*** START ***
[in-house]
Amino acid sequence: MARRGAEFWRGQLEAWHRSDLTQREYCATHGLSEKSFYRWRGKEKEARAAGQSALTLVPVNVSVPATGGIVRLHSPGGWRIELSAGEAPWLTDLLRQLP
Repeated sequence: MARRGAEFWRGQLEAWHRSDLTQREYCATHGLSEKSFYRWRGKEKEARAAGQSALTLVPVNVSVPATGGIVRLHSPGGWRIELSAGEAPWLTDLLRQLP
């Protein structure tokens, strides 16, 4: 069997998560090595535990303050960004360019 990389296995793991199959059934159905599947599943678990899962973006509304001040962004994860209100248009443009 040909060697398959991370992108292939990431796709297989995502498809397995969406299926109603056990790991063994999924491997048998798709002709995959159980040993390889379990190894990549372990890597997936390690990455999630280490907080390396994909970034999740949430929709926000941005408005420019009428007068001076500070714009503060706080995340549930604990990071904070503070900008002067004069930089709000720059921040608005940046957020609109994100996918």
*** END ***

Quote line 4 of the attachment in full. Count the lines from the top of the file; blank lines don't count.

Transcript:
């Protein structure tokens, strides 16, 4: 069997998560090595535990303050960004360019 990389296995793991199959059934159905599947599943678990899962973006509304001040962004994860209100248009443009 040909060697398959991370992108292939990431796709297989995502498809397995969406299926109603056990790991063994999924491997048998798709002709995959159980040993390889379990190894990549372990890597997936390690990455999630280490907080390396994909970034999740949430929709926000941005408005420019009428007068001076500070714009503060706080995340549930604990990071904070503070900008002067004069930089709000720059921040608005940046957020609109994100996918």